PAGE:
I have never gushed about my role in world-capitalism before on this blog. Perhaps, dear reader(s), you think me a bit shallow now? That's alright. For me clothing is exactly what the root of the word textile implies...clothing is a text. It is a visual language spoken, rather unconsciously usually, by everyone graced with sight on this planet. What you wear is a carefully constructed message, even when it's not. So, I can't bring myself to affect the erudite distain for the body. Rather, I turn my body into a canvas, in the less permanent alternative to tattoos...which are hip now...but also reveal something deeper about the age in which we live...people's attachment to visual stimulation, their sense of personal autonomy, and construction of media...but that's another post altogether. So, clothing. If you are a regular reader of the Green Eyed Muse, you know that I make/embellish a lot of my own clothes. It's a creative outlet. The story is similar with my affinity for "thrifting." Anyone with enough money can go to a designer store and find a gorgeous piece of clothing to wear for every day of the week. This is especially true in London. In London you can drop millions of pounds on one outfit, if you so choose. I prefer to be a bottom feeder to this chain, though. Thrifting is down-and-dirty work. You can't carry a cup of coffee into a thrift store, not if you're serious about it. You need two hands to pry apart hangers and dig through bins. It's a scavanger hunt of sorts for treasure. And you need an eye, an eye for the potential in a garmet or shoes or scarf (it helps if you have the skills to alter thrifted clothing to fit you properly...). So, there you have it, an impromptu blurb on the virtues of thrifitng.
Leaving the thrift stores, and fighting the crowd back to the tube, I stopped in a cafe run by a sicilian family. I asked the guy for his recommendation...and to have it "for take-away" and he heated and brown-bagged a slab of bread, cheese, tomatos, mushrooms, and chicken that was twisted into the shape of a boat. I ate it on the platform waiting for my train. It was incredible. I caught the train north to Hampstead. It was getting on into the afternoon at this point and I didn't want to miss the Keats House, which closes at 5pm. I walked the 15 blocks or so to the Keats House, down Hampstead High St., up Downshire Hill to Keats Way in the bitter cold. Just wandering around the old homes and traditional English gardens of the former-village, knowing I was in the haunt of literary royalty, was a thrill. The house itself, though set in pretty gardens, is unremarkable but for the man who lived there. By the path through the gate is a small sign "Keats House: visitors please enter by the back door of the house." (As if we were close friends dropping in for one of Keats and Brown's dinner parties-turned-salon-discussion of poetry, politics, and art.) The house is small, and there is scarcely any furniture remaining in it. However, there are original manuscripts in glass cases approximately where Keats is thought to have written each of them during the two years he lived in the home.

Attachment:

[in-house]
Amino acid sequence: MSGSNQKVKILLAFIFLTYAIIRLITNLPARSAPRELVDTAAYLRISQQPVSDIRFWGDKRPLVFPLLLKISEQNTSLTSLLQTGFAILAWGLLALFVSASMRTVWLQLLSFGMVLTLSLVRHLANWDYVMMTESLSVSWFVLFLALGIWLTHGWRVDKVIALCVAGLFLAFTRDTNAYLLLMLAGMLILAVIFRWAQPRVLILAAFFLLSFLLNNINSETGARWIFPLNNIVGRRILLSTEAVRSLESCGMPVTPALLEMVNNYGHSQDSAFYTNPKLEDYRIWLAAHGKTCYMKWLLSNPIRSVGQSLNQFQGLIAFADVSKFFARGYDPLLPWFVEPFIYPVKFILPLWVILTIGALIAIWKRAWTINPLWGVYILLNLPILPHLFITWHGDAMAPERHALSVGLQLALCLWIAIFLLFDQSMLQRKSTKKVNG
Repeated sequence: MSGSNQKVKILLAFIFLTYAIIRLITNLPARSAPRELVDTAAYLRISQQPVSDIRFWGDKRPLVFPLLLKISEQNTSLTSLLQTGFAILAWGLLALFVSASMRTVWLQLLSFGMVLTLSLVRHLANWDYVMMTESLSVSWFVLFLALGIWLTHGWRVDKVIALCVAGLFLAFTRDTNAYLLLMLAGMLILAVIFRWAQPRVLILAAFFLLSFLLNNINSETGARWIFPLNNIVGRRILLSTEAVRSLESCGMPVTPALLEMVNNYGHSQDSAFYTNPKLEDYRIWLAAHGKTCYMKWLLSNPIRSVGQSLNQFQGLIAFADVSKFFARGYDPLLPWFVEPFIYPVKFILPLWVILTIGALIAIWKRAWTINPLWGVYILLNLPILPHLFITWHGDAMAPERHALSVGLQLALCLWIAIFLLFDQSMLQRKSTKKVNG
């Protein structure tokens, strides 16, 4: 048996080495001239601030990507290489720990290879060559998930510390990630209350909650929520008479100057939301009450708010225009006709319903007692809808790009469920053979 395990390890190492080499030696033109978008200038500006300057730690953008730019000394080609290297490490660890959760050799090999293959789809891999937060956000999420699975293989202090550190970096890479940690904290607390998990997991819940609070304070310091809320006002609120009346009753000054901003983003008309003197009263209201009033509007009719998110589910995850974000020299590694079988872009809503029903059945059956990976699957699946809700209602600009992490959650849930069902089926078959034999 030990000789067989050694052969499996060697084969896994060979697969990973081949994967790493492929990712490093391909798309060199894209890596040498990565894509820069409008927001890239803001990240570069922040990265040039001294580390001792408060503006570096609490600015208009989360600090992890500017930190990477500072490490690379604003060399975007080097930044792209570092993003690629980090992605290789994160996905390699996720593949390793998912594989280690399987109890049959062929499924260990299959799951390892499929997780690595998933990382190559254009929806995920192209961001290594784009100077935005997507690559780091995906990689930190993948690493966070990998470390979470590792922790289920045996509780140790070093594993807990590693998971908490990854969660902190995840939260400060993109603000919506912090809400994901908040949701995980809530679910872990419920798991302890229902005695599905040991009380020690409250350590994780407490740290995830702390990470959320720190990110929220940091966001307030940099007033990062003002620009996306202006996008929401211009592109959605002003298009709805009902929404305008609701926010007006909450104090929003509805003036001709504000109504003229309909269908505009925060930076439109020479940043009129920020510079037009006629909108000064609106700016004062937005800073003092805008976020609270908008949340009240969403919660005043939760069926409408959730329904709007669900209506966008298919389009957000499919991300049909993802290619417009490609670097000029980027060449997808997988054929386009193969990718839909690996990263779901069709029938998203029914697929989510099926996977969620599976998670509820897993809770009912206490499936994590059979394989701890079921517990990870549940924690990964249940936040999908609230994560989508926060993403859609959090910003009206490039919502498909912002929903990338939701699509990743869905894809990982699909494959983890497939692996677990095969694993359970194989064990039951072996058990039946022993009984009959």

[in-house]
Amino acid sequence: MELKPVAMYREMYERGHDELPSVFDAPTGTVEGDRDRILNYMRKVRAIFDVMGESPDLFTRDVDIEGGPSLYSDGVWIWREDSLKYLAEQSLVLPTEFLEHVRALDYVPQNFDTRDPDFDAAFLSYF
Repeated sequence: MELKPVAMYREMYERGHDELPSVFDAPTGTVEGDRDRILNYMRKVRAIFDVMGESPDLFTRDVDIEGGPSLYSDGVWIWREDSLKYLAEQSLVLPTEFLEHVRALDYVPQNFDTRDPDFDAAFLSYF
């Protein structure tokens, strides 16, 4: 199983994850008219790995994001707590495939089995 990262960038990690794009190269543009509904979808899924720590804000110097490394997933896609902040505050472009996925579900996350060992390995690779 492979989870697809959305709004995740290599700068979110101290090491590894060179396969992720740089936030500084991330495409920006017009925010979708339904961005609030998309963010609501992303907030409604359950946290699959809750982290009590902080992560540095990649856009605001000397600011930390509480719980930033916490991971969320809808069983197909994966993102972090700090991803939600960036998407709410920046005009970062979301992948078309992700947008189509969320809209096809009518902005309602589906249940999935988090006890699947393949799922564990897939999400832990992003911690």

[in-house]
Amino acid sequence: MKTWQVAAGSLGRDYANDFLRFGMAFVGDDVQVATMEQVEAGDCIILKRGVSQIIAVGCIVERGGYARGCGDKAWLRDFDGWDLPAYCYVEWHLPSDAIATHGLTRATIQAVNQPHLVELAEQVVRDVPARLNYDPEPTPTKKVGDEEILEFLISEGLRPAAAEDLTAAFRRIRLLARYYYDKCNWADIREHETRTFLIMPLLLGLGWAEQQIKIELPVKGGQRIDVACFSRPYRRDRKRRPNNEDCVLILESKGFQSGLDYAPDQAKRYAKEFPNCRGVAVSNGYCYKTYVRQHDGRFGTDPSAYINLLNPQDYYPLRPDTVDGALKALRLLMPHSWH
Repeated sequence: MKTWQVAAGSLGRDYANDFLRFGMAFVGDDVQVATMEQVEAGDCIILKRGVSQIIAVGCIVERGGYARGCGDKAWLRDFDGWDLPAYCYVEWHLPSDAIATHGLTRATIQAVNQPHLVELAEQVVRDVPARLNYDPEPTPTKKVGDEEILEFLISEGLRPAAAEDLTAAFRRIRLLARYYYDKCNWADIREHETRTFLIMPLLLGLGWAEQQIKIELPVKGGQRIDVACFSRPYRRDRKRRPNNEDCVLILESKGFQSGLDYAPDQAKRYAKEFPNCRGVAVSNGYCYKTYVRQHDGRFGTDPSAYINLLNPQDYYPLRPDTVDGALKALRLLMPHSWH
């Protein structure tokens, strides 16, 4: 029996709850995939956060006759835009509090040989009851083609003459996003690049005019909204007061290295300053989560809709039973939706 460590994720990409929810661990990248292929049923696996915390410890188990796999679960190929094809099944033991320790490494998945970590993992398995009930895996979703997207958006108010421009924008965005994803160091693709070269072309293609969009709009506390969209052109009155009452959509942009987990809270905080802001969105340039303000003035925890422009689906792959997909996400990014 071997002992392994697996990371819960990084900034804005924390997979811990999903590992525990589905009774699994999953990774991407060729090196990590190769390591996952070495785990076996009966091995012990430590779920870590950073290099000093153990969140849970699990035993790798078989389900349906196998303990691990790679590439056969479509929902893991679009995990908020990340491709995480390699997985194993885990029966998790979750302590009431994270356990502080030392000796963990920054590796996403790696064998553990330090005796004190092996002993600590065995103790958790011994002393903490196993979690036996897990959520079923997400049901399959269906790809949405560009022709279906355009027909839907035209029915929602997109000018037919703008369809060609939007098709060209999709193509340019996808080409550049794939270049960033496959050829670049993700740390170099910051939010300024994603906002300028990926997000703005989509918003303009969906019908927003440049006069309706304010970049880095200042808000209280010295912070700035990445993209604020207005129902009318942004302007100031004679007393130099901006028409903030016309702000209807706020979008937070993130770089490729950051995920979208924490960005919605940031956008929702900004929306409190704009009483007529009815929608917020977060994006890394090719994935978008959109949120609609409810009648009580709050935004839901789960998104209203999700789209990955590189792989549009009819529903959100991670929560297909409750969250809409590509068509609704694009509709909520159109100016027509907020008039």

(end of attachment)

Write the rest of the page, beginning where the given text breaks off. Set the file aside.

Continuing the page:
John Keats (pictured above) was born in 1795. He wrote his first poem in 1814 at the age of 19. He died of "consumption" (the disease we now call Tuberculosis) at the age of 26 in 1821. He most likely contracted the disease from his brother, whom he tended until death, shortly before moving to Hampstead. Keats is one of the so-called "Big Six" canonical Romantic poets. He is of the second generation, and undeniably the most tormented because of his short life and the knowledge that he would die in agony. Keats fell in love with his neighbor, Fanny Brawne (pictured above) while living at Hamstead. They were betrothed but Keats died before they were married. He didn't die in Britain, however. The last-ditch treatment for consumption in the early 19th century was a trip to a milder climate, for those who could afford it. Keats, therefore, travelled to Rome where he died and is burried.
Keats touches most young students of Literature in particular, because of his early death. He covered the span from teenage angst, to sober responsibility, loss, love, depression, and death in his poetic career lasting merely seven years. To hear some of his works read aloud, visit the BBC site.
I barely scratched the surface of life at the heath today. There will be more to report from that northern corner soon, I hope.